1.4.a [i] Define the tasks/goals for a preliminary site survey
1.4.a [ii] Conduct the site survey
1.4.a [iii] Determine AP quantity, placement and antenna type
Much like the previous section which focused on customer requirements and current lay of the land, defining the tasks and goals for the survey will follow much the same pattern through meetings between stakeholders to agree upon the scope of work. The key decision during those discussions will be whether to do a predictive, passive or active site survey with each containing its own pros and cons. Tied into any of these three would be the requirements previously gathered with the stakeholders.
The most basic (cheapest) of the three. Using tools like Ekahau Site Survey, Air Magnet, and – most importantly for the CCIEW – Cisco Prime Infrastructure, we are able to produce predictive site surveys of varying accuracy depending upon available information of the building environment. A very basic prediction would be to use a google map overlay of the site with perhaps a few walls drawn in and estimating building materials whilst a more complex prediction may take the up-to-date or as-built architectural drawings containing extensive building material data. Important to note: CPI 2.2 accepts PNG, JPG and GIF file formats. AutoCAD imports are also possible but only once converted to the appropriate file type. Once your building map is imported you are ready to open up the planning mode and hop to it.
The screenshot below shows parameters being manipulated such as Received Signal Strength Indicator (RSSI) and Channel width along with the many other options; which standards to support, anticipated AP model, angle of install (ceiling vs wall) and external antennas. Prime also allows you to export these surveys in PDF format which is quite useful for providing to customers with some proprietary blurbs on what they’re actually looking at.
Performing a predictive survey is fairly easy and realistically should only be performed to give a customer approximations of the potential hardware required to provide their desired coverage. Whilst they are also free to base the final design off the predictive survey it is not recommended and is often a case of you get what you pay for. It would not be surprising for further work to take place following an installation based on a predictive site survey.
The next one up on the price chart is a passive survey. Ideally using some site of the survey tools mentioned previously you will wander the halls of the building with a WiFi adapter or two configured to simulate your customers’ laptops, tablets and other devices in the pursuit of rogue APs and areas where coverage is not meeting requirements. This type of survey is popular given that a lot of information can be gathered before or after an installation without spending significant periods in each area validating active settings. It is key that the devices intended for use are actually simulated (or used) when performing the survey as you could run around tuning things for Macbook pros when your customer is only going to use some low powered tablets. Similarly you’ll want to match up the frequency, modulation rates, cell overlap etc when performing the survey.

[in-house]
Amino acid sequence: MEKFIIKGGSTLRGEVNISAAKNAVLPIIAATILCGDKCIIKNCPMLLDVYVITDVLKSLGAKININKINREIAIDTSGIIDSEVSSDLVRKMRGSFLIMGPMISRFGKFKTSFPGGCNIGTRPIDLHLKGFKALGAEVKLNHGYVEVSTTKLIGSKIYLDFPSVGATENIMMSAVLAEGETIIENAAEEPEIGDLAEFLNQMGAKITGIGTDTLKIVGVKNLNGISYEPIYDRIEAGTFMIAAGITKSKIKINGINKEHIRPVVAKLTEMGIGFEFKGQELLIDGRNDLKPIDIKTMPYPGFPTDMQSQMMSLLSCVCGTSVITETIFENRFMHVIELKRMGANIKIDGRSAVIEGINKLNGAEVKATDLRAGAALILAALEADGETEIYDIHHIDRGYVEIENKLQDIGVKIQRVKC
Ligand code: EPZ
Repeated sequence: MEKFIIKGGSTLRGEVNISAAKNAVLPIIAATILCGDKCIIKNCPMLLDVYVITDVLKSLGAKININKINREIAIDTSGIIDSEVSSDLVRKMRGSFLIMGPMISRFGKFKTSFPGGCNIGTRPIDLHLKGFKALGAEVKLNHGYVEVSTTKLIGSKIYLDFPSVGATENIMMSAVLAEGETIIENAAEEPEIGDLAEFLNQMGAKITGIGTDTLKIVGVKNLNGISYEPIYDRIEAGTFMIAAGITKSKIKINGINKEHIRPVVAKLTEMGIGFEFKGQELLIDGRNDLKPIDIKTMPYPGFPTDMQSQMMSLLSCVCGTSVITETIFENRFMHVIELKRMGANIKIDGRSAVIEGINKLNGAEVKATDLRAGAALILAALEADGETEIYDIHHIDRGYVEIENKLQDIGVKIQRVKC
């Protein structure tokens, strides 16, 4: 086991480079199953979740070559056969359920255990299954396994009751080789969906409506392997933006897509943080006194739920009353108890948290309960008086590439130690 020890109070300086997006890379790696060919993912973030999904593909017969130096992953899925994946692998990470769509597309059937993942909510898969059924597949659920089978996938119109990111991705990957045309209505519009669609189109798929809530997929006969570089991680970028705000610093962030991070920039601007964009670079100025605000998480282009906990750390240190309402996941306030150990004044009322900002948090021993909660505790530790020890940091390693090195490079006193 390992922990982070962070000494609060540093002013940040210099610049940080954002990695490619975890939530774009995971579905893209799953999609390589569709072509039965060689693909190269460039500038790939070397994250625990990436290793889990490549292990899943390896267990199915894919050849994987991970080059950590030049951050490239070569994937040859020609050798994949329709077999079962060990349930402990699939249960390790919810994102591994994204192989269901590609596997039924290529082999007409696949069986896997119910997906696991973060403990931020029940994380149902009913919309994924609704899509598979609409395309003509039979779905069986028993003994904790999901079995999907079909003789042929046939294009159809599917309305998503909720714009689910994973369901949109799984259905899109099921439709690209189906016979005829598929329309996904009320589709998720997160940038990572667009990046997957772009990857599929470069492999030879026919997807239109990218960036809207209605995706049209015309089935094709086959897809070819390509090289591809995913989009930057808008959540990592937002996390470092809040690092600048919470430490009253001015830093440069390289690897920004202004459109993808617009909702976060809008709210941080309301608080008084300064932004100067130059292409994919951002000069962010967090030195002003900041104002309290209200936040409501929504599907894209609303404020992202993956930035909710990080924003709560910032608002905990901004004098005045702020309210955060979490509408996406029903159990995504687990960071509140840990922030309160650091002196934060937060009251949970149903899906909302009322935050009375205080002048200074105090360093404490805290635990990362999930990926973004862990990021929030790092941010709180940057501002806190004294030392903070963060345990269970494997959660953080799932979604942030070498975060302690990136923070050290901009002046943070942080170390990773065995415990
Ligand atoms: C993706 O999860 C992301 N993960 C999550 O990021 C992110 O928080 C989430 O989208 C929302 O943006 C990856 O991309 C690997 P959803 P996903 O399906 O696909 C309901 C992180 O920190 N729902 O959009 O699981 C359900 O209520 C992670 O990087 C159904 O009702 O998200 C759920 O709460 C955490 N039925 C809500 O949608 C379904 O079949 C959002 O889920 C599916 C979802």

From a Cisco standpoint the Cisco Spectrum Expert tool is available for analysing the layer 1 (physical) environment and checking for spectrum interference across the buildings. You’ll need to set this up on your chosen laptop with specific equipment and I’ll admit to never having done this! That doesn’t mean the tool is not usable however as you can turn any lightweight AP into “SE-Connect” mode and connect to it to use the tools.
I’d certainly expect (and have seen) questions on types of analysis in the exam with focus on:
- Standard WiFi usage
- DECT Phones
I think another post may be needed to cover explore this topic it a bit further!
The final survey type is an Active one which will yield the most data on a deployment. Typical devices (or adaptors configured to emulate them) are associated with the live network and a slower walk around takes place to gather more data on associated rates, SNR, RSSI and RF interference. Adaptors can also perform throughput testing and detect levels of packet loss and re-transmissions.
Throughout any of the surveys you are able to determine different levels of how APs will be placed. Predictive surveys are a very efficient way to plan your deployments and the Passive/Active surveys then help you validate this. If there are hard to reach places (lift shafts) or special requirements for directional coverage (shopping aisles) an external antenna may be needed along with an external AP supporting said antenna. See the reference guide link at the bottom for more info.
A lot of site survey work comes down to experience and learning from mistakes. There are a multitude of ways you can prepare and the main things Cisco want you to focus on are defining the scope of work properly with your customers, using the right tools to plan and validating post-install using good methodology. Referring to the vendor notes is always recommended to help with planning a deployment.
Cisco Spectrum Expert User Guide: http://www.cisco.com/c/dam/en/us/td/docs/wireless/spectrum/expert/users/guide/Cisco_Spectrum_Expert_User_Guide_Version_4-0.pdf
Cisco Spectrum Expert (WLC Config Guide 8.0): http://www.cisco.com/c/en/us/td/docs/wireless/controller/8-0/configuration-guide/b_cg80/b_cg80_chapter_010000111.html#ID1163
Cisco Aironet Antennas and Accessories Reference Guide: http://www.cisco.com/c/en/us/products/collateral/wireless/aironet-antennas-accessories/product_data_sheet09186a008008883b.html